The grasslands were bathed in early spring sunshine. In the distance small, puffy clouds scudded across a patch of clear, blue sky. Crickets chirped, and at first the only other sound was that of the breeze rustling the foliage of low-growing plants and shrubs.
This was my first venture to the Kennebunk Plains, courtesy of a visiting friend who had previously lived in the area. We were carefully scanning the grassland and the bordering tree line for birds when a strident, somewhat buzzy song broke out behind us.
The singer was a sparrow-that much was obvious at first glance. It perched near the top of a small sapling and continued to sing boisterously, offering us the chance to study it at length.
Most notable was its streaked upper chest and sides, which brought to mind a song sparrow; but I knew that wasn’t what we were looking at. Its yellow eye stripe and song — tsit tsit tsit tseeeee-tsaaaay — proclaimed it as a savanna sparrow.
Savannah sparrows breed throughout much of North America, as well as a small portion of Central America, and winter in Central America and the southern United States. They use a variety of open habitats — tundra, meadows, saltmarsh grasslands — for breeding, building neatly-woven nests on the ground and concealing them with the surrounding vegetation.
According to the “Birds of North America,” species account, Breeding Bird Surveys have shown a decline in savanna sparrow populations. This is a common theme for grassland birds, as changing agricultural practices and outright habitat loss continue to have a major impact on their numbers.
As we listened to the sparrow, a clear song drifted across the meadow to us. The sweet, lilting melody could only have come from an eastern meadowlark.
In vain did we search for a glimpse of this bird. Its bright yellow chest and habit of picking prominent perches from which to sing should have made it an easy target, but this was not the case. At times, also, the song had a ventriloquial quality, seeming to come first from one direction, then from another.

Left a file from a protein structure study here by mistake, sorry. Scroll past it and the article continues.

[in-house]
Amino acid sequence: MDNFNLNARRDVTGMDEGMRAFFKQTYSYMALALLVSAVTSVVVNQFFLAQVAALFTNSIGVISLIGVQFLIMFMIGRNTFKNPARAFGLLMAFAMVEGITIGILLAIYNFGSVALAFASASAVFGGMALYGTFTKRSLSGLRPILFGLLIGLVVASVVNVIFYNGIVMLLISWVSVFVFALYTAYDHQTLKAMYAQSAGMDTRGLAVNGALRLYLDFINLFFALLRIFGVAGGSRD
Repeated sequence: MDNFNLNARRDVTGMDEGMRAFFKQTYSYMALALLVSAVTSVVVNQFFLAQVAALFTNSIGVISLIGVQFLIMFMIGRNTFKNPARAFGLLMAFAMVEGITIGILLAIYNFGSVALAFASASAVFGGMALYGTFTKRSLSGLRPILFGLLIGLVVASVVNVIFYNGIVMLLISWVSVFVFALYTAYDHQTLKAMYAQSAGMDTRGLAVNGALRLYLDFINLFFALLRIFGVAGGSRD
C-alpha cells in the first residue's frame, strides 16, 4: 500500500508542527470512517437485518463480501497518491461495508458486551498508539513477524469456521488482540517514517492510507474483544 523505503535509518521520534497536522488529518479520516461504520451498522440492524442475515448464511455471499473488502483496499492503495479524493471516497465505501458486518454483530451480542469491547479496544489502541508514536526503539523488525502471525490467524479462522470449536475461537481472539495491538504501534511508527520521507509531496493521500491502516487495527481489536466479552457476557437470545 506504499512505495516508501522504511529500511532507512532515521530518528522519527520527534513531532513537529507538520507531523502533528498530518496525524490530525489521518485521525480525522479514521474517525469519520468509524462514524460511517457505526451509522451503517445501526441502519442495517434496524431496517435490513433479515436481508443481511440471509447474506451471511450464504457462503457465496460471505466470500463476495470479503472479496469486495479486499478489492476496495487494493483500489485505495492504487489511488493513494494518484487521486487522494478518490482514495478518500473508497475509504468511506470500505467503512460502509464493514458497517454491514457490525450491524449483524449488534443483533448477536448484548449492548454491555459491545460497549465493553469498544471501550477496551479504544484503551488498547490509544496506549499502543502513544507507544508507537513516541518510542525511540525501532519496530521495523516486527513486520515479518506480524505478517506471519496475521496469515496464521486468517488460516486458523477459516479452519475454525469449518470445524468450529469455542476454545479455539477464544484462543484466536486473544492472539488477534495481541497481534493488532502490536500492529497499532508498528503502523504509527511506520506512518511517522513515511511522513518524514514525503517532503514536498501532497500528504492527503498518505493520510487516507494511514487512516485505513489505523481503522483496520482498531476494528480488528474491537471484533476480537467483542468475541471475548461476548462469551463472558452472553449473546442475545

To be honest, we did get distracted by the appearance of another sparrow. This bird was infinitely more cooperative, often venturing out onto the wide trail to forage, giving us perfect front, side and rear views. We had plenty of opportunity to note plumage patterns, such as the scapular chestnut patch on its wings and the white outer tail feathers; these helped identify it as a vesper sparrow.
The term vesper refers to a religious service held in the late afternoon or evening; this sparrow got the name for its habit of singing into the twilight hours, long after other birds have fallen silent. Early naturalists have made note of its beautiful song, as have modern ornithologists, as is evident by this poetic passage in the otherwise scientific BNA species account:
“Across grasslands, open valleys and arid steppes, the beauty and exuberance of the setting sun is often matched by Vesper Sparrows, as they fill the evening with sweet song while affirming the passing day and appealing for safe passage through the coming night.”
According to the BNA, Vesper sparrow populations have declined in the east; as are other ground-nesting birds, the vesper is also vulnerable to changing agricultural practices and habitat loss. It is listed as a species of special concern here in Maine.
Luckily, Kennebunk Plains — formerly used for blueberry cultivation — is now owned by the Maine Department of Inland Fisheries and Wildlife and the Nature Conservancy, and is managed to protect the vesper sparrow and other grassland nesting birds, as well as other wildlife and plant species.
As we left the Plains trail and headed back to the parking lot, the song of the vesper sparrow followed us — a reminder that such places need to be protected.